The required sample size thus increased to 550. For sufficient power in our secondary subgroup analyses (not reported here), we aimed to recruit 550 patients per long term condition, or 1650 overall. All analyses reported here exceed the required sample size (550) and are therefore adequately powered.
Missing self reported data could occur at the questionnaire level or at the item or scale level. A participant who completes the questionnaire battery at baseline could fail to complete the questionnaire at short term or long term. Alternatively, a participant who largely completes a questionnaire could nevertheless fail to provide responses to certain items or may miss out whole scales within the battery.
For the outcomes reported, missing values at the questionnaire level were not imputed. We imputed missing values at the item or scale level using two methods. If a missing value belonged to a scale and at least 50% of responses were available for the scale (for a particular participant), we used the series mean for that scale (for that participant) to fill in missing values. If a missing value for an item did not belong to a scale (for example, index of multiple deprivation score) or if fewer than 50% of scale items were completed, missing values (either for items or scale totals) were multiply imputed (m=10), on the basis of available data from several scales and items across all participants. We did multiple imputation using the Markov chain Monte Carlo function (SPSS).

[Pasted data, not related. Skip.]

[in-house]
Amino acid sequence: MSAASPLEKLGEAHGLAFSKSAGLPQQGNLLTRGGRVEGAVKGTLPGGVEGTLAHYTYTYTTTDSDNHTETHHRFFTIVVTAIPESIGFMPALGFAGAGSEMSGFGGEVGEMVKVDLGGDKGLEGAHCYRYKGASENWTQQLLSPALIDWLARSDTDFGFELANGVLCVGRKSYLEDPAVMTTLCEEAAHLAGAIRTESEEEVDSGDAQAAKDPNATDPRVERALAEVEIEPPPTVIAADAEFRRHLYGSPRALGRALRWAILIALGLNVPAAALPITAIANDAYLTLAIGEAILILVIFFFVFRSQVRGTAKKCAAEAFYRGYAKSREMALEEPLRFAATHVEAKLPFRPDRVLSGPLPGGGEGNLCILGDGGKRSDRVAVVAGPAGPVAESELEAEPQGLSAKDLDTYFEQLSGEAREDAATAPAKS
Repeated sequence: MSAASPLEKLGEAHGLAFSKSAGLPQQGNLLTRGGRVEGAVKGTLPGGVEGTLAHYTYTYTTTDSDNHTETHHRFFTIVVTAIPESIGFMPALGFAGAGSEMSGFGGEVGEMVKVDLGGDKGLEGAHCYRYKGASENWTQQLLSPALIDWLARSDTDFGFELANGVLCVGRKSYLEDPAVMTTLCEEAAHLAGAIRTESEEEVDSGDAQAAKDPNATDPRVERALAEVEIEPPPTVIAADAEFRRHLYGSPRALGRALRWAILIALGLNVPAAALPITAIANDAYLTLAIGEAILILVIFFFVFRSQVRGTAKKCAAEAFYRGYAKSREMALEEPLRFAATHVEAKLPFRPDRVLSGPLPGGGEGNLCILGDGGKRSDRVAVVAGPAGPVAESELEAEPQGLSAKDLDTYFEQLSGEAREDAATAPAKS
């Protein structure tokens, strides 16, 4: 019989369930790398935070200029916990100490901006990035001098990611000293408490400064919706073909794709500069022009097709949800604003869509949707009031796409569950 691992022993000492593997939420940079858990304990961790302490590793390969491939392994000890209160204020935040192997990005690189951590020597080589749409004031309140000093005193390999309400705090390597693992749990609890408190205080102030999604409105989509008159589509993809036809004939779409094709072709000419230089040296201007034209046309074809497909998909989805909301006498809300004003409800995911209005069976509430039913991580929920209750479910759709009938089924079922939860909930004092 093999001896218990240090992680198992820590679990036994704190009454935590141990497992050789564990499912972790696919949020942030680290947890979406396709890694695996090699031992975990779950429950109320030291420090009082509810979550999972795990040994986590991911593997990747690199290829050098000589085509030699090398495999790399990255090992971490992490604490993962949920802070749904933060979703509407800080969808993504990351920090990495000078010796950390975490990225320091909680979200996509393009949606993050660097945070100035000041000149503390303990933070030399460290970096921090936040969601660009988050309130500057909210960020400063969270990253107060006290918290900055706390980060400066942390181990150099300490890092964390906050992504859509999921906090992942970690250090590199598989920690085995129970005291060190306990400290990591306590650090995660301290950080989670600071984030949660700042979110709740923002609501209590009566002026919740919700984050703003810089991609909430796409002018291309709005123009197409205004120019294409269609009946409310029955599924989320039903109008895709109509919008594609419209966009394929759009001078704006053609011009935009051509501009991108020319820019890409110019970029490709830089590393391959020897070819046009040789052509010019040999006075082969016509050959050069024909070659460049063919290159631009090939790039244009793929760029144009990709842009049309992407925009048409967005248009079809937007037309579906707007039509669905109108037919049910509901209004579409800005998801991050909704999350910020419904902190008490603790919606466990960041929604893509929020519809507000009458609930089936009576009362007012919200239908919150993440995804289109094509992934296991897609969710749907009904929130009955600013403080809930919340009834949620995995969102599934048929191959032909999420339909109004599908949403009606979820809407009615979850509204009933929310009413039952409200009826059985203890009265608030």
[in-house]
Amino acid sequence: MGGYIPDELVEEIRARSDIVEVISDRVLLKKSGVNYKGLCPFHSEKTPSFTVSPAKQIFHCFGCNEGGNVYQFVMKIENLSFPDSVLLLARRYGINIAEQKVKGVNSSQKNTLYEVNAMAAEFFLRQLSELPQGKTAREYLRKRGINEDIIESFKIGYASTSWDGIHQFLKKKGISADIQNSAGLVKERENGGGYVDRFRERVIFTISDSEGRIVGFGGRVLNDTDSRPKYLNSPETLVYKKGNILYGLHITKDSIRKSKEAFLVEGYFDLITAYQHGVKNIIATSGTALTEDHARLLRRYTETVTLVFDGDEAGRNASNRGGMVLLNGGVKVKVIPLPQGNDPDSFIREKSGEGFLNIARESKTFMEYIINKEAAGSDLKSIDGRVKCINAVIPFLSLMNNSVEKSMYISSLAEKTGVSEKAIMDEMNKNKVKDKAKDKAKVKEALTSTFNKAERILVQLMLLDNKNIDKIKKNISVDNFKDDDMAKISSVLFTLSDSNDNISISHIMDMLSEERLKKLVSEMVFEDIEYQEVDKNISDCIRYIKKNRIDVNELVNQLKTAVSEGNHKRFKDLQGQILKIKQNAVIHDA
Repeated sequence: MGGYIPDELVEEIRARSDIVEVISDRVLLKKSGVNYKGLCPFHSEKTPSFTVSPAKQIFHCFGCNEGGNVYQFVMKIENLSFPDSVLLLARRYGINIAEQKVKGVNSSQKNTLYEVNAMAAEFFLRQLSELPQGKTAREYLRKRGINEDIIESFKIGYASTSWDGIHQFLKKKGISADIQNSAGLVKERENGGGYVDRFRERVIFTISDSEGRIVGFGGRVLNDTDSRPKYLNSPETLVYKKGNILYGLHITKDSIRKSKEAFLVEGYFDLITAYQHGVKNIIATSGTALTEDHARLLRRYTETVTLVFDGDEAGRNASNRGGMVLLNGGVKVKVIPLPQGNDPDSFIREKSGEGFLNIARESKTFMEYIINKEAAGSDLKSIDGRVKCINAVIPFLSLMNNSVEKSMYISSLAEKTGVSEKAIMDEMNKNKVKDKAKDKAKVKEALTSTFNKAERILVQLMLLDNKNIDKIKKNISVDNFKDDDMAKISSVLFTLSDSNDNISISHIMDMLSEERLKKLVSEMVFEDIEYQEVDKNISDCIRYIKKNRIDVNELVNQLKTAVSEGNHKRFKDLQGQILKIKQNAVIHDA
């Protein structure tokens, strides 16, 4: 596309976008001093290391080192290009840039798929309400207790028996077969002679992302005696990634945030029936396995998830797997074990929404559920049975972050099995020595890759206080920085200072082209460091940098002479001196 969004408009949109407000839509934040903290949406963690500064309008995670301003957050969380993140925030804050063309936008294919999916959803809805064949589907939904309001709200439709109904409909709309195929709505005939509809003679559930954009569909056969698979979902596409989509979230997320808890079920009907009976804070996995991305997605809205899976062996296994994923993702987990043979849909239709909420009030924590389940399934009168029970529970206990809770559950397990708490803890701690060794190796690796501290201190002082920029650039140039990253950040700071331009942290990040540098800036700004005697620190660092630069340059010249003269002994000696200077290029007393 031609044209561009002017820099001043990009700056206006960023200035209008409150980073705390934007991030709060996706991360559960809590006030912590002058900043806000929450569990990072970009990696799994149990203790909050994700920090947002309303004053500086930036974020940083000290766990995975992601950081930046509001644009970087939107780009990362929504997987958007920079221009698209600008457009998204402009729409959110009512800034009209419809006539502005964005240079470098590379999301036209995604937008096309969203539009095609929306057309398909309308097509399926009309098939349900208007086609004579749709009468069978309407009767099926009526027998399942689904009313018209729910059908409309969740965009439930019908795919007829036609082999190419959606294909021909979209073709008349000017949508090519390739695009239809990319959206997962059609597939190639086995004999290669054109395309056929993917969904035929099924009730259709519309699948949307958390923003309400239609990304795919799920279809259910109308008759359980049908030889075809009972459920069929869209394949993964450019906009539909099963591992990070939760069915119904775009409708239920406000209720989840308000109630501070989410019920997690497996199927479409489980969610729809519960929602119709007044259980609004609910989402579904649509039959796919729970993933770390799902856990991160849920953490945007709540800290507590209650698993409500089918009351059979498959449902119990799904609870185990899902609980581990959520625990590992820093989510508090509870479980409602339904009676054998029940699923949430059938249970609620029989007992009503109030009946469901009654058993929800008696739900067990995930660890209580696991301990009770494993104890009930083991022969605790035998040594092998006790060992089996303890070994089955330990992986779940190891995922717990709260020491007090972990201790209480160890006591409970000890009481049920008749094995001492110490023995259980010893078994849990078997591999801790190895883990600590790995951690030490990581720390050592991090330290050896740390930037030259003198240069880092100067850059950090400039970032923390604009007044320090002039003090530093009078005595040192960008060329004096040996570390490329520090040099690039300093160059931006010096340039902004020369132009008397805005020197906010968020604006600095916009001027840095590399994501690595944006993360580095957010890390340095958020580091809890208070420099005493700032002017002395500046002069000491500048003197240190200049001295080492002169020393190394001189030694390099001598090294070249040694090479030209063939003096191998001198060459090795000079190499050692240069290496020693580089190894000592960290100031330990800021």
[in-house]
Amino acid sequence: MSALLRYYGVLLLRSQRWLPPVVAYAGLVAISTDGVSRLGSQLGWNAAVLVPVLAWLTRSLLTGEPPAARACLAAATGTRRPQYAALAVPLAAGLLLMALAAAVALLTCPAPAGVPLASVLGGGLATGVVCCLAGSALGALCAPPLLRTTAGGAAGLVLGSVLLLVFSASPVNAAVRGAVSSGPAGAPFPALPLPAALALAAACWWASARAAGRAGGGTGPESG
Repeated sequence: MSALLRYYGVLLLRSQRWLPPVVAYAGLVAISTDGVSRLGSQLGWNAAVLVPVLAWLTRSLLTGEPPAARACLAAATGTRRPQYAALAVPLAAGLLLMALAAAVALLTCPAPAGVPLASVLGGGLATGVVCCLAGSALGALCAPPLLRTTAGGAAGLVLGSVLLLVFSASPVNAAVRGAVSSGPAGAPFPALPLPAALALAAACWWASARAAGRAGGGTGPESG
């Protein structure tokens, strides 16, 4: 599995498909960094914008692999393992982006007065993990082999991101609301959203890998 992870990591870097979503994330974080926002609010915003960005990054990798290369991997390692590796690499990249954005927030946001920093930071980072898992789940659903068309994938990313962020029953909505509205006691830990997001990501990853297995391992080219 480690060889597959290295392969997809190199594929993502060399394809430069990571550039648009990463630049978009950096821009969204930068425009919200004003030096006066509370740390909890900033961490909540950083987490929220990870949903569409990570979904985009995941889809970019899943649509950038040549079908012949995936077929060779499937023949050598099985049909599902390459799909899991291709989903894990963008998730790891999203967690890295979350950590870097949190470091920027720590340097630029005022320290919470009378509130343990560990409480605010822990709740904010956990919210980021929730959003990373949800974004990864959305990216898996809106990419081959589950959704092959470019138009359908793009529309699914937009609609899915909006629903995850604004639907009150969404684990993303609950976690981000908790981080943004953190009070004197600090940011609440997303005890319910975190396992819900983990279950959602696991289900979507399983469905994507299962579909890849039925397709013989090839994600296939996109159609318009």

We repeated analyses on each of the ten imputed datasets, and thereafter used standard multiple imputation procedures to combine the multiple scalar and multivariate estimates75
with SPSS (version 19) and NORM.78
We explored the influence of missing data at the questionnaire level by conducting complete case analyses (participants with data for all variables at all time points) and available case analyses (participants with data for all variables at baseline and at least one other time point). Depending on the reasons for missingness, both these approaches can generate biased results, but they are used here as sensitivity analyses to assess the robustness of the findings.
General practices were the unit of randomisation and were directly involved in the delivery of care to all participants, which could result in participants within practices being more similar than participants between practices. Causes of similarity within practices include pre-existing case mix differences between practice populations, and both general and specific practice effects (for example, factors that facilitate or inhibit access, general practitioner case load, the extent to which care is centred around the patient). To account for practice differences, multilevel modelling was used with observations (at different time points) nested within participants, and participants nested within practices. The model included random intercepts and random slopes at the practice level.